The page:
# Response to Comment on “The plateau of human mortality: Demography of longevity pioneers”

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Science  19 Oct 2018:
Vol. 362, Issue 6412, eaav3229
DOI: 10.1126/science.aav3229

## Abstract

Beltrán-Sánchez et al. based their comment on misleading calculations of the maximum survival age. With realistic numbers of people attaining age 105 and the estimated plateau, the Jeanne Calment record is indeed plausible.

Beltrán-Sánchez et al. (1) based their comment on calculations for their quantity Tmax, projected for cohorts with n members alive at age 105. The authors call Tmax “maximum survival age,” but that is misleading. Tmax is not an age with low probability of being exceeded. In the model in use, the probability of Tmax being exceeded is more than 63%. The lifespan of the last survivor out of n is a random quantity. Tmax is the mode of a distribution with a long upper tail; it is a low-side estimate, not any kind of upper bound.

Specifically, the probability that at least 1 of n further lifespans exceeds x is 1 – [1 – exp(–mx)]n. With x = Tmax = (1/m) log(n), the probability is 1 – [1 – (1/n)]n > 1 – (1/e) = 0.632. That is, the probability is greater than 63%. To keep chances of longer lifespans below 10%, all ages in the upper part of table 1 of Beltrán-Sánchez et al. would need to be shifted upward by about 3.5 years, putting all the bounds for females above 121.

Under the model, percentiles of the distribution of maximum age do depend logarithmically on n. But n grows over time and may well be growing exponentially as cohorts accumulate, cohort sizes grow, and survival to age 105 improves.

Beltrán-Sánchez et al. mistakenly take the sample sizes 463 and 3373 from our paper [table 1 of (2)], which are period counts at all ages above 105 over 7 years, as if they were values of n, numbers reaching age 105 in a birth cohort. (Also, the upper part of their table 1 uses m = 0.629, taken from our table 2, for their calculation for females, not 0.475 as stated in their first paragraph, and not 0.645, the correct value from table 2 of our paper.)

Proper specification of n over time requires study of empirical data. With realistic trends in n and mortality plateaus such as we estimated, Lenart et al. (3) find that the lifespan of Jeanne Calment is not implausible. It is not surprising that her record still holds; although her record might not be broken for decades, nothing that could be called a limit to lifespan is in sight.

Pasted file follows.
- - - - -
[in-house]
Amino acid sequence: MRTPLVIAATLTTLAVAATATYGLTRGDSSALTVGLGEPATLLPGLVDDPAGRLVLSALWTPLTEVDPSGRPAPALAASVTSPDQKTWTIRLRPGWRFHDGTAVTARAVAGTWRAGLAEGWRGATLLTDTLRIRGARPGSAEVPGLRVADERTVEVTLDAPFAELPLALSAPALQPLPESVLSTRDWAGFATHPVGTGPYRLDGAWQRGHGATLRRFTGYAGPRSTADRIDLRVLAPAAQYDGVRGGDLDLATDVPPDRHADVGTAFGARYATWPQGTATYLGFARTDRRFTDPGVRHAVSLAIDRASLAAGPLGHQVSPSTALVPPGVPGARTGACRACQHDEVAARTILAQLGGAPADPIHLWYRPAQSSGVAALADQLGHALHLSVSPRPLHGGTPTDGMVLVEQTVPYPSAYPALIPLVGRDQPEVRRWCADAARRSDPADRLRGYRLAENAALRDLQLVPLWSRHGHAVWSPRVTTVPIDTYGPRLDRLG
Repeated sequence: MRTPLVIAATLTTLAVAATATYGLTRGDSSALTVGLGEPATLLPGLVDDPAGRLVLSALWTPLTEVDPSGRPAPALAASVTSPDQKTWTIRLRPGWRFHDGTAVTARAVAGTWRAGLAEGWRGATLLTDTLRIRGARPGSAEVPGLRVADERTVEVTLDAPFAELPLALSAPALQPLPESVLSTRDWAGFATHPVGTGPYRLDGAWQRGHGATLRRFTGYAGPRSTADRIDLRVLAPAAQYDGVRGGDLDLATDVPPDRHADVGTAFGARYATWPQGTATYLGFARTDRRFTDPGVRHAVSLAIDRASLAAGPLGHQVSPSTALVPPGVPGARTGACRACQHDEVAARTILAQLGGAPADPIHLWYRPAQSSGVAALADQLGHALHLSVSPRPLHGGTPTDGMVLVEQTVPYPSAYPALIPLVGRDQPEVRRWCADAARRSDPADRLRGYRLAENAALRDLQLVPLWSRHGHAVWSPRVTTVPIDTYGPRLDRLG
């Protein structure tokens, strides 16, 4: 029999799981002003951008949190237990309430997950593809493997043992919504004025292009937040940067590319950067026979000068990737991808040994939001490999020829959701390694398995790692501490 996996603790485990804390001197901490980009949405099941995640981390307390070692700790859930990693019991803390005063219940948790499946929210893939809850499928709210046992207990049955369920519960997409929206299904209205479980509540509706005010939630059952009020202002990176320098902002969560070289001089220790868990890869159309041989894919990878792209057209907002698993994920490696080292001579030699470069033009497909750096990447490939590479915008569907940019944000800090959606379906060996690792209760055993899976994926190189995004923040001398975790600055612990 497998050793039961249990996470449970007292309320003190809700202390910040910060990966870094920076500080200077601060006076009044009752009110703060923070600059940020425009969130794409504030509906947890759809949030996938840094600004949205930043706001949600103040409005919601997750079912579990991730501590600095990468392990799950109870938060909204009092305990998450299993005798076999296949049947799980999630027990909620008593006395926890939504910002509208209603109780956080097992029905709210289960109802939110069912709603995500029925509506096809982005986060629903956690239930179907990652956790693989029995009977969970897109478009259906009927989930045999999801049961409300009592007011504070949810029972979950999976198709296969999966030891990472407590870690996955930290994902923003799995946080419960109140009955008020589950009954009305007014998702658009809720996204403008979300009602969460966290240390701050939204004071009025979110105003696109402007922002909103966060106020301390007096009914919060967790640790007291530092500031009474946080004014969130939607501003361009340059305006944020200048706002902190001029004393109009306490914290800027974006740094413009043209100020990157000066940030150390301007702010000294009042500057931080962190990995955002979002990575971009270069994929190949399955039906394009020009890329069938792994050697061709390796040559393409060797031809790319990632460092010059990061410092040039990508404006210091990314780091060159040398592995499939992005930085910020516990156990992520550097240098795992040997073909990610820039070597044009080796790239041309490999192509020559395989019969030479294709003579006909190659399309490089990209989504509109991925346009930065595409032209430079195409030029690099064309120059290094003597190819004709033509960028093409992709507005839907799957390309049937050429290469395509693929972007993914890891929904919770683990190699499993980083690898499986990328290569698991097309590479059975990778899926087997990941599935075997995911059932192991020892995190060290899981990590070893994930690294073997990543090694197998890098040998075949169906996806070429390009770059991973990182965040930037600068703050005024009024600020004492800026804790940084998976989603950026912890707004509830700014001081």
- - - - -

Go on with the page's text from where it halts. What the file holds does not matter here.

In agreement with us, Beltrán-Sánchez et al. are not claiming that there is a fixed limit to lifespan. Their model implies maximum ages increasing into the future at slow rates, just as we expect. Along with advances in survival at younger ages in growing populations, two considerations not featured might make increases in maximum ages faster, although still slow: Hazards beyond age 115 might be decreasing with age, as seen at extreme ages in Mediterranean fruit flies and other model organisms. The cohort trend is toward slightly improving hazards beyond age 105, which we report might be sustained.

Contrast what we are seeing at extreme ages with what a limit to lifespan could look like. It is possible to imagine evolutionary models in which genetic load unrestrained by natural selection at old ages drives hazards to infinity at some finite age in a “Wall of Death” (4). That turns out not to be true. It is possible to imagine the processes that are driving up aggregate cohort hazards with age faster and faster through the 50s, 60s, and 70s continuing unabated at extreme ages, reducing chances of survival by further orders of magnitude. That also turns out not to be true.

It is important not to lose sight of the substantive lesson of our study and others: The evolutionary, physiological, and environmental influences that govern lifespans are flexible, not rigid. There is plasticity to senescence. As the study of extreme longevity helps us to understand how evolution can allow flexibility in survival chances, we may be better able to bring genomic knowledge to bear on improving health and survival at the more modest ages to which more of us can aspire.

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